With its intensely singable melodies and oddball lyrics, along with frontman Herman Jolly's lovable binges of unearthly falsetto, Portland's Sunset Valley has found itself on the brink of greatness--only to fade into near obscurity--not just once but twice in the past five years.

Their 1998 release The New Speed garnered rave reviews and loyal fans aplenty in the fair Rose City, as did their big-label sophomore effort, 1999's Boyscout Superhero. Alas, all the hype led to zilch, ending with Jolly's move to Montana, the band's mourning fans left head-bobbing in the wind.

But rejoice, ye popsters. After wandering the wilderness of major-label rejection and nightmarish over-production, the men of the Valley have returned. With Icepond, a new release due Sept. 4 on Seattle's Barsuk Records (home of Death Cab for Cutie), Jolly and his faithful return to the sound that made them King Shit in the indie world oh so many years ago.

Gone are the spacey keyboards and multitrack barrage of Boyscout--a relief, according to Jolly. Former members Jeff Saltzman and ex-Heatmiser drummer Tony Lash are gone, as well.

The outcome: an amazingly beautiful collection of pop-rock tunage that starts up right where the band left off back in 1998.

"I think the tracks this time are a little more songs and less ideas put to tape," says Jolly. Though he refuses to utter the dreaded M-word, he does admit that "maturity" has figured into this latest batch of SV tunes. The skinny legs of the band's first teen-bop, space-age overture are now pleasantly plumper, filling out into the form of a knowingly curvaceous 30-odd-year-old divorcée. And damn, does she look good.

Jolly chalks up Icepond's lush sound to the reinstatement of the band's 1998 lineup: Jolly on guitar and vocals, Jonathan Drews manning the insistent drum kit, Eric Furlong provided the thrumming bass lines and gorgeous backing vocals. "The three of us had a special chemistry, and now we've returned to it," Jolly says. "Even at the first practice as a three-piece again, it felt nothing like anything else."

Can Sunset Valley still capture the interest of new bad things, as well as the now older and wizened hearts of the Hottentots of P-town? The answer may be found at Satyricon this Friday when the band volleys their new manna from heaven at their quasi-local crowd. Jolly himself downplays the need for a full comeback.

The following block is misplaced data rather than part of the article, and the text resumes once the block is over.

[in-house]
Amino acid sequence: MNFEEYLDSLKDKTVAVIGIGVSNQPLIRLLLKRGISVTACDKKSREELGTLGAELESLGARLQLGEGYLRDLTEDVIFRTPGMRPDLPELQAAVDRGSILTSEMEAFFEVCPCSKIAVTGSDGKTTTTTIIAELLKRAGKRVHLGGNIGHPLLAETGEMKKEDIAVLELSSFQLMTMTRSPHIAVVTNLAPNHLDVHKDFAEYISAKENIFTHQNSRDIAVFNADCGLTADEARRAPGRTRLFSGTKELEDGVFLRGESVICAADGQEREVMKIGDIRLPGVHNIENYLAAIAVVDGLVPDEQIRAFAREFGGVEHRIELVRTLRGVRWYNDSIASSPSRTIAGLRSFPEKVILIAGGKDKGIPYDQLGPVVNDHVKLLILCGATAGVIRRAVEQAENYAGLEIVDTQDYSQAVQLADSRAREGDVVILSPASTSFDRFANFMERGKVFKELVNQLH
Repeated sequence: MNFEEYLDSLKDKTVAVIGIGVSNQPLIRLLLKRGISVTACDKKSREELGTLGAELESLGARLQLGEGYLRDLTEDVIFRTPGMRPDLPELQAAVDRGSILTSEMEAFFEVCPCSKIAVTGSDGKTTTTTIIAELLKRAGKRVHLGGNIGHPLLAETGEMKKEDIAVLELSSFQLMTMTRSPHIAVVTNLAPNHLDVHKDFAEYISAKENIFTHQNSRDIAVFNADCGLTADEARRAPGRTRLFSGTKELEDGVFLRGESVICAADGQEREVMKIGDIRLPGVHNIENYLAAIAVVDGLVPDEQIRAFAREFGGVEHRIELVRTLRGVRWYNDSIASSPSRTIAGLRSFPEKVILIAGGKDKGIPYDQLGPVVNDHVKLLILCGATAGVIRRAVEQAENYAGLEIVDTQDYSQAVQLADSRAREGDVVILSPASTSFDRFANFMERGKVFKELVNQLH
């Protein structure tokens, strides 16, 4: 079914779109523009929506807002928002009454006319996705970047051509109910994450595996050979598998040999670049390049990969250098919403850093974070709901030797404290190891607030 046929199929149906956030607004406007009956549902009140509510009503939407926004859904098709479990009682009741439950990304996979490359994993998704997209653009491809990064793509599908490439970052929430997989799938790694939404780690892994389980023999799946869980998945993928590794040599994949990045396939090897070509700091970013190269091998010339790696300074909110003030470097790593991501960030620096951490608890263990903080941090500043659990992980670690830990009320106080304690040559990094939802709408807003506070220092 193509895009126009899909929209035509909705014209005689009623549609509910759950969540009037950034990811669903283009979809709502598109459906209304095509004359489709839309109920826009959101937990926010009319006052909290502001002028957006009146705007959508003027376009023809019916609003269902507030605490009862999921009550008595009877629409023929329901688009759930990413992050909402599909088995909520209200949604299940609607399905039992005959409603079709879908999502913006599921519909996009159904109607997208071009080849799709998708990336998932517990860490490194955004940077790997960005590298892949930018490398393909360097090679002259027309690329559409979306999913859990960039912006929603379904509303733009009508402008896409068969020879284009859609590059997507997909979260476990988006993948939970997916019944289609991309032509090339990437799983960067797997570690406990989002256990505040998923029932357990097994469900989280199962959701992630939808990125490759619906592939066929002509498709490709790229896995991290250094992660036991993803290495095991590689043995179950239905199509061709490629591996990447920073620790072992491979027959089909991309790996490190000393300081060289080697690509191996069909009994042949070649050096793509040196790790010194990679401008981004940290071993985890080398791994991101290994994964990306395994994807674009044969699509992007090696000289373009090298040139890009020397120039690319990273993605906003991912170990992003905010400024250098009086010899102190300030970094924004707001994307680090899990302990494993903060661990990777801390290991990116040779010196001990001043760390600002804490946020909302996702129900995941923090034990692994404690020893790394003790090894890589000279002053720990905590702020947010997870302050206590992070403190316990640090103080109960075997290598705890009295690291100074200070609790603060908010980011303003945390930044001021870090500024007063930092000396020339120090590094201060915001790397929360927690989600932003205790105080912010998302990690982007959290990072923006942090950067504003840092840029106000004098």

"We're just trying to offer some proof that we're vital and made a good record," he says. "I just want people to come to the show." Amen to that, brother. Kelly Clarke

Sunset Valley plays Friday, July 27, at Satyricon, 125 NW 6th Ave., 243-2380. Spoon, John Vanderslice and Those Peabodys also appear. 10 pm. $8+ advance (Fastixx).

Hiss & Vinegar

* The good taste and sensible spending habits of the public continue to amaze. Last Thursday, tickets to Tool's Aug. 8 show at the Schnitz went on sale, and the eruption of demand nearly made Ticketmaster's highly trained army of attack robots blow gaskets. Tix ($42.50-$47.50) to see the mega-selling NeuMetal heroes sold out in two minutes flat, satisfying some credit-card-wielding supporters and dashing the hopes of others. Savage, simply savage.

* Which defiant Portland hepcat punk band considers Bellingham, Wash., to be a city of "subdued excitement"?

* The struggle continues at Temple of Sound, the communal headquarters of a loose-knit congregation of folks who say their spiritual lives center on electronic dance music. The building ran afoul of fire inspectors this spring. Now, the Templites say they face a fine and a potentially lengthy tussle over the zoning of their semi-industrial Northwest Portland neighborhood. The Temple wants the zoning changed to allow commercial and residential use of its building (a change supported for the same area by super-corp CNF but opposed by some neighborhood groups). While the bureaucratic process unfolds with all the dignity and drama of glaciation, the Temple finds itself unable to rent rooms to "initiates" undertaking TOS's spiritual training. The Temple still offers a number of classes and services for a sliding fee scale, so if you're interested in helping them make rent, call 241-1432.